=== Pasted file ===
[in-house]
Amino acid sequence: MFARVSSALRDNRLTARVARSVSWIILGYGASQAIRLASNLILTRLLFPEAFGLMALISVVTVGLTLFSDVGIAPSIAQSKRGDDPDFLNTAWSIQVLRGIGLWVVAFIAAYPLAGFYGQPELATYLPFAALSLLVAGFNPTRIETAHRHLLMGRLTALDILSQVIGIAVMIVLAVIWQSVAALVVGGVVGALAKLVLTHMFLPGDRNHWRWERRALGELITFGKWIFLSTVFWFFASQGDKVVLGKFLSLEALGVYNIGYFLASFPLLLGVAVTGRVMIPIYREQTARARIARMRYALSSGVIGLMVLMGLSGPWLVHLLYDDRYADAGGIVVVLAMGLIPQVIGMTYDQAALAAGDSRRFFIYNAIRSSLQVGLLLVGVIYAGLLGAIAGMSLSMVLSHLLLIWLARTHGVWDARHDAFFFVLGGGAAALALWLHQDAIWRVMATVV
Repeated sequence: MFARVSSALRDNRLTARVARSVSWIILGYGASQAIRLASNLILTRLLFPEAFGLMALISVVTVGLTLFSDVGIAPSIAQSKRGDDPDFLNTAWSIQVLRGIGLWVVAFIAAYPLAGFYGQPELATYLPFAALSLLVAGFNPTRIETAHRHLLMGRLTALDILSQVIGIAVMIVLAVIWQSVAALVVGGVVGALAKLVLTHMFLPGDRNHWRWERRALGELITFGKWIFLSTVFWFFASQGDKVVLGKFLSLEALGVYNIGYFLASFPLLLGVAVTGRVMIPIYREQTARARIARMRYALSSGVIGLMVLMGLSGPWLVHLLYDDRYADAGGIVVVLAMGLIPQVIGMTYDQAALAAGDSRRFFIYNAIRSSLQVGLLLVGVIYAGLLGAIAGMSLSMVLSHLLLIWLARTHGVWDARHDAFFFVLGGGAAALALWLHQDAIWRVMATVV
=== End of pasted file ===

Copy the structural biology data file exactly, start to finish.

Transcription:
[in-house]
Amino acid sequence: MFARVSSALRDNRLTARVARSVSWIILGYGASQAIRLASNLILTRLLFPEAFGLMALISVVTVGLTLFSDVGIAPSIAQSKRGDDPDFLNTAWSIQVLRGIGLWVVAFIAAYPLAGFYGQPELATYLPFAALSLLVAGFNPTRIETAHRHLLMGRLTALDILSQVIGIAVMIVLAVIWQSVAALVVGGVVGALAKLVLTHMFLPGDRNHWRWERRALGELITFGKWIFLSTVFWFFASQGDKVVLGKFLSLEALGVYNIGYFLASFPLLLGVAVTGRVMIPIYREQTARARIARMRYALSSGVIGLMVLMGLSGPWLVHLLYDDRYADAGGIVVVLAMGLIPQVIGMTYDQAALAAGDSRRFFIYNAIRSSLQVGLLLVGVIYAGLLGAIAGMSLSMVLSHLLLIWLARTHGVWDARHDAFFFVLGGGAAALALWLHQDAIWRVMATVV
Repeated sequence: MFARVSSALRDNRLTARVARSVSWIILGYGASQAIRLASNLILTRLLFPEAFGLMALISVVTVGLTLFSDVGIAPSIAQSKRGDDPDFLNTAWSIQVLRGIGLWVVAFIAAYPLAGFYGQPELATYLPFAALSLLVAGFNPTRIETAHRHLLMGRLTALDILSQVIGIAVMIVLAVIWQSVAALVVGGVVGALAKLVLTHMFLPGDRNHWRWERRALGELITFGKWIFLSTVFWFFASQGDKVVLGKFLSLEALGVYNIGYFLASFPLLLGVAVTGRVMIPIYREQTARARIARMRYALSSGVIGLMVLMGLSGPWLVHLLYDDRYADAGGIVVVLAMGLIPQVIGMTYDQAALAAGDSRRFFIYNAIRSSLQVGLLLVGVIYAGLLGAIAGMSLSMVLSHLLLIWLARTHGVWDARHDAFFFVLGGGAAALALWLHQDAIWRVMATVV